Saudis used to looking gift horse in the mouth WORLD CUP 1994

June 21, 1994|By Ron Rapoport | Ron Rapoport,Los Angeles Daily News

WASHINGTON -- They came in orange wigs, with orange-powdered hair, wearing orange felt cowboy hats and orange wooden shoes.

All right, the shoes were plastic, really. So sue me.

What they came for -- all these fans who had made the trip from Holland and who had come to RFK Stadium in their favorite color -- was what was supposed to be the easiest of World Cup victories over Saudi Arabia.

All that desert oil money had bought the Saudis a good Argentine coach, it is true, and it had built an elegant new no-expense-spared stadium in Riyadh. The Saudis had even brought over their own private team to practice against as they tuned up for the World Cup the past couple of weeks.

Nor have the Saudi players themselves had anything to complain about.

"Gifts are a part of our culture," says Saudi Prince Bander, his country's ambassador to the United States, of the money, cars and other perks that are lavished on his country's national team. "It's a sign of appreciation. I can assure you that our athletes are no more pampered than the Dallas Cowboys."

But beat Holland? The Saudis have been running through coaches at a rapid clip lately, but not even Jimmy Johnson could have been expected to pull that one off.

Holland came into this game touted as one of the strongest teams in the World Cup tournament. Its depth of talent and attacking style made it an extremely popular team, one many people thought might very well win the whole thing.

So what was supposed to happen at RFK Stadium last night was that Holland would blow away the Saudis like so many grains of lTC sand. The Dutch would move easily into the second round, while the Saudis were going to have to be content with merely taking part.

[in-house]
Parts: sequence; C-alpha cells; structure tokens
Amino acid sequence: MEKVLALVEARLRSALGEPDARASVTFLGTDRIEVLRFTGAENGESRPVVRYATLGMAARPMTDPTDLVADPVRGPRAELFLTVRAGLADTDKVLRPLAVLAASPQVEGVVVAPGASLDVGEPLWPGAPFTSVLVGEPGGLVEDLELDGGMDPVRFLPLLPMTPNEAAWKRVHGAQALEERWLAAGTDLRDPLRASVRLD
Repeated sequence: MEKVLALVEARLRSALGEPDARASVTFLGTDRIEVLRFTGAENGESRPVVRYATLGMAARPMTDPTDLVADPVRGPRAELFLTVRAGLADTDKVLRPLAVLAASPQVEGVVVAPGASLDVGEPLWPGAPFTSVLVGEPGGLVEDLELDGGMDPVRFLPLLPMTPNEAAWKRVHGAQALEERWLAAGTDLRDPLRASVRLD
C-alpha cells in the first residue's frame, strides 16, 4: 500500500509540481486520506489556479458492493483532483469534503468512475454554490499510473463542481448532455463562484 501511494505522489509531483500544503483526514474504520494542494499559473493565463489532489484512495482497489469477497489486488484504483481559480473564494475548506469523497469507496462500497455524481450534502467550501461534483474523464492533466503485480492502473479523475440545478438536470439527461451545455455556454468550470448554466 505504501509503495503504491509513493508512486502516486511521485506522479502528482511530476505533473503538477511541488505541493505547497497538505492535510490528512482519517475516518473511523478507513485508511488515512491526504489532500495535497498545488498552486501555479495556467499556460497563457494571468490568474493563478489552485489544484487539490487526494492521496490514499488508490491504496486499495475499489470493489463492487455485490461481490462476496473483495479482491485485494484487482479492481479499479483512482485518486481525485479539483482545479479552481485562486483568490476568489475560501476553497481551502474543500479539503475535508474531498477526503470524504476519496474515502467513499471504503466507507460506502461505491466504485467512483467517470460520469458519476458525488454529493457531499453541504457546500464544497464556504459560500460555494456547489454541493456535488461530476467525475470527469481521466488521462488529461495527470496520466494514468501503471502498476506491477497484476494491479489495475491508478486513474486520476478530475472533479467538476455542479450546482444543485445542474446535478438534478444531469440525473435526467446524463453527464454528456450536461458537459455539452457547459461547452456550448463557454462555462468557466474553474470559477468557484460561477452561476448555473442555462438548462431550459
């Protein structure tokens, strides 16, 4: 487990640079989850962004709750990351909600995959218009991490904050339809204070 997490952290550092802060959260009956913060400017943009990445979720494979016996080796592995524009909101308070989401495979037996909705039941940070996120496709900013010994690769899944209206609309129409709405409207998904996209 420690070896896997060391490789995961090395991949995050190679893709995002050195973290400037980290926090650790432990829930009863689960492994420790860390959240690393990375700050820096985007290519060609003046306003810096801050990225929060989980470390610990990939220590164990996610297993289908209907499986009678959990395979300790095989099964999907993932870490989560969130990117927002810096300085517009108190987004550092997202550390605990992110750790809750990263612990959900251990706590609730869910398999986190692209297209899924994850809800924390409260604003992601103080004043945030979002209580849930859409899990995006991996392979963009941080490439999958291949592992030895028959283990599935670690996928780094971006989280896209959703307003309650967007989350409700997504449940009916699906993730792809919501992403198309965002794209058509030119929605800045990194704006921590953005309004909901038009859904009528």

And by rights, that is what should have happened here. Holland controlled the ball, attacked constantly, outshot Saudi Arabia 29-9 and showed why it is such a highly regarded team in every area except one.

The scoreboard.

Saudi Arabia scored first when Fuad Amin put in a header in the 19th minute and took a 1-0 lead at halftime. Holland fought back to tie five minutes after the intermission on a straight-on shot by Wim Jonk and, as the game wore down into the final five minutes, it appeared the Dutch were going to have to settle for a mortifying tie.

Then along came the broad plane of Gaston Taument's forehead to save the day.

Tell us, Gaston, exactly where did you hit the ball that saved Holland such acute embarrassment by giving it a 2-1 victory in the first game for both teams.

"Right here," Taument replied, pointing to a spot on his forehead equidistant between his flowing Miles Davis dreadlocks. "Eyes closed."

The fact that it was Taument who scored the winning goal in the 86th minute of the game was as big a surprise as the fact that it was so necessary so late. For one thing, he didn't start the game because he had the flu. And for another, scoring goals is not exactly his style.

"I was very surprised," said Taument, who took a pass from Frank De Boer at the right side of the goal and headed it in past Saudi goalie Mohammed Al Deayea, who had inexplicably come out of the net. "The ball popped up from the ground. I had to look at the referee before I realized I'd scored. It was like a dream. I'm not a big scorer. I'm more for assists, looking for somebody to give it to. But not that time."

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